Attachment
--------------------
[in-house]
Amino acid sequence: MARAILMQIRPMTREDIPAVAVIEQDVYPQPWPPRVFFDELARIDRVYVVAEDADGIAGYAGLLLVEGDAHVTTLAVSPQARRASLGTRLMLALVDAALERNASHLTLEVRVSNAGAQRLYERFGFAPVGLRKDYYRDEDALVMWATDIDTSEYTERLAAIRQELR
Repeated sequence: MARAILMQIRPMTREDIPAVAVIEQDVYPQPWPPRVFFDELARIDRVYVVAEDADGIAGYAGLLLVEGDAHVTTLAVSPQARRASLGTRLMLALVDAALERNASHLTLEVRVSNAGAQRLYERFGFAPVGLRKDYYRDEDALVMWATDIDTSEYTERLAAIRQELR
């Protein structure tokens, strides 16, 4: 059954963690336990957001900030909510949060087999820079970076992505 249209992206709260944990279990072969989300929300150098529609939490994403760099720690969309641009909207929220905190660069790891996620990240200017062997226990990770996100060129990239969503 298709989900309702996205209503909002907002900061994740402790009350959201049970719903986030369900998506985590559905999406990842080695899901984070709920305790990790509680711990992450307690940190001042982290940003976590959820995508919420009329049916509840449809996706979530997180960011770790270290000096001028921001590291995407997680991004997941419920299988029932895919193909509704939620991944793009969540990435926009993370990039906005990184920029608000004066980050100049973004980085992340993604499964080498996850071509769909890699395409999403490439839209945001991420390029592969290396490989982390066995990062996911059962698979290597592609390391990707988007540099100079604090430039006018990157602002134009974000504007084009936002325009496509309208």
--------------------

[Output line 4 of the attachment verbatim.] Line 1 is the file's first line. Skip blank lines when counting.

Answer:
């Protein structure tokens, strides 16, 4: 059954963690336990957001900030909510949060087999820079970076992505 249209992206709260944990279990072969989300929300150098529609939490994403760099720690969309641009909207929220905190660069790891996620990240200017062997226990990770996100060129990239969503 298709989900309702996205209503909002907002900061994740402790009350959201049970719903986030369900998506985590559905999406990842080695899901984070709920305790990790509680711990992450307690940190001042982290940003976590959820995508919420009329049916509840449809996706979530997180960011770790270290000096001028921001590291995407997680991004997941419920299988029932895919193909509704939620991944793009969540990435926009993370990039906005990184920029608000004066980050100049973004980085992340993604499964080498996850071509769909890699395409999403490439839209945001991420390029592969290396490989982390066995990062996911059962698979290597592609390391990707988007540099100079604090430039006018990157602002134009974000504007084009936002325009496509309208």